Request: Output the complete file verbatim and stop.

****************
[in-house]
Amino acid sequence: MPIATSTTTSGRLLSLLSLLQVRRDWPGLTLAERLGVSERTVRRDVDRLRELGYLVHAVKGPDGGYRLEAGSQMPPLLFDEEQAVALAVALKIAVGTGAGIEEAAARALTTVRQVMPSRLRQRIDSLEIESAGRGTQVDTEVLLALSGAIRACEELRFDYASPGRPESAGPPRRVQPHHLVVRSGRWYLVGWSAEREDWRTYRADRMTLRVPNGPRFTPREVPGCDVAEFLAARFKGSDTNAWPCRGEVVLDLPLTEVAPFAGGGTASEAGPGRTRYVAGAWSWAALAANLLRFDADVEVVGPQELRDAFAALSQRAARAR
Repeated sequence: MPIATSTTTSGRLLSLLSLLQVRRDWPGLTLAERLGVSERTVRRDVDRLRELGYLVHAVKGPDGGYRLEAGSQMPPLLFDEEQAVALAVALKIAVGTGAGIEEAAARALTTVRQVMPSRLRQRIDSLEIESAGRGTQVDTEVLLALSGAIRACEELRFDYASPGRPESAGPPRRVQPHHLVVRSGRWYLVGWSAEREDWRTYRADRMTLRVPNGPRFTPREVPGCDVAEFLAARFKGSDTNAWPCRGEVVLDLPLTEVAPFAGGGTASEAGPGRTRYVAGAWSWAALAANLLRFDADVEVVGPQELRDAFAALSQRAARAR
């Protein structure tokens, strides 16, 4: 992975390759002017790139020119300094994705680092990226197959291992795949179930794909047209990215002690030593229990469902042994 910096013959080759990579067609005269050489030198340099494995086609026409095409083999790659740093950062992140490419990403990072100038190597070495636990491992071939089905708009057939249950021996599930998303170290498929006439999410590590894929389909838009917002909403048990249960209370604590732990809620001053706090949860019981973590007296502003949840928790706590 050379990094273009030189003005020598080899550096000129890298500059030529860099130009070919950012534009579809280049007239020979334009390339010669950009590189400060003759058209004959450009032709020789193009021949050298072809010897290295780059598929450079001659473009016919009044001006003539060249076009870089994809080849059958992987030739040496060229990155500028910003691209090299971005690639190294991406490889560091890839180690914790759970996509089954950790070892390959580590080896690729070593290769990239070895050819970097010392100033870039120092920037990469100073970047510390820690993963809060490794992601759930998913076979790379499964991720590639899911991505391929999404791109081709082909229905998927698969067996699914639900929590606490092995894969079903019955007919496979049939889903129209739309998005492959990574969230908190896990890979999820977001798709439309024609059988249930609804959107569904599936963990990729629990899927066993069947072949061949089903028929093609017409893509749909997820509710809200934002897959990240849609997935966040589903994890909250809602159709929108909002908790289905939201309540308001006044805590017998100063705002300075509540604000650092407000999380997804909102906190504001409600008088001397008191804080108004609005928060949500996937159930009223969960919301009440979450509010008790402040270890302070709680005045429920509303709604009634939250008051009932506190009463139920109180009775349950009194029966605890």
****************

[in-house]
Amino acid sequence: MPIATSTTTSGRLLSLLSLLQVRRDWPGLTLAERLGVSERTVRRDVDRLRELGYLVHAVKGPDGGYRLEAGSQMPPLLFDEEQAVALAVALKIAVGTGAGIEEAAARALTTVRQVMPSRLRQRIDSLEIESAGRGTQVDTEVLLALSGAIRACEELRFDYASPGRPESAGPPRRVQPHHLVVRSGRWYLVGWSAEREDWRTYRADRMTLRVPNGPRFTPREVPGCDVAEFLAARFKGSDTNAWPCRGEVVLDLPLTEVAPFAGGGTASEAGPGRTRYVAGAWSWAALAANLLRFDADVEVVGPQELRDAFAALSQRAARAR
Repeated sequence: MPIATSTTTSGRLLSLLSLLQVRRDWPGLTLAERLGVSERTVRRDVDRLRELGYLVHAVKGPDGGYRLEAGSQMPPLLFDEEQAVALAVALKIAVGTGAGIEEAAARALTTVRQVMPSRLRQRIDSLEIESAGRGTQVDTEVLLALSGAIRACEELRFDYASPGRPESAGPPRRVQPHHLVVRSGRWYLVGWSAEREDWRTYRADRMTLRVPNGPRFTPREVPGCDVAEFLAARFKGSDTNAWPCRGEVVLDLPLTEVAPFAGGGTASEAGPGRTRYVAGAWSWAALAANLLRFDADVEVVGPQELRDAFAALSQRAARAR
């Protein structure tokens, strides 16, 4: 992975390759002017790139020119300094994705680092990226197959291992795949179930794909047209990215002690030593229990469902042994 910096013959080759990579067609005269050489030198340099494995086609026409095409083999790659740093950062992140490419990403990072100038190597070495636990491992071939089905708009057939249950021996599930998303170290498929006439999410590590894929389909838009917002909403048990249960209370604590732990809620001053706090949860019981973590007296502003949840928790706590 050379990094273009030189003005020598080899550096000129890298500059030529860099130009070919950012534009579809280049007239020979334009390339010669950009590189400060003759058209004959450009032709020789193009021949050298072809010897290295780059598929450079001659473009016919009044001006003539060249076009870089994809080849059958992987030739040496060229990155500028910003691209090299971005690639190294991406490889560091890839180690914790759970996509089954950790070892390959580590080896690729070593290769990239070895050819970097010392100033870039120092920037990469100073970047510390820690993963809060490794992601759930998913076979790379499964991720590639899911991505391929999404791109081709082909229905998927698969067996699914639900929590606490092995894969079903019955007919496979049939889903129209739309998005492959990574969230908190896990890979999820977001798709439309024609059988249930609804959107569904599936963990990729629990899927066993069947072949061949089903028929093609017409893509749909997820509710809200934002897959990240849609997935966040589903994890909250809602159709929108909002908790289905939201309540308001006044805590017998100063705002300075509540604000650092407000999380997804909102906190504001409600008088001397008191804080108004609005928060949500996937159930009223969960919301009440979450509010008790402040270890302070709680005045429920509303709604009634939250008051009932506190009463139920109180009775349950009194029966605890």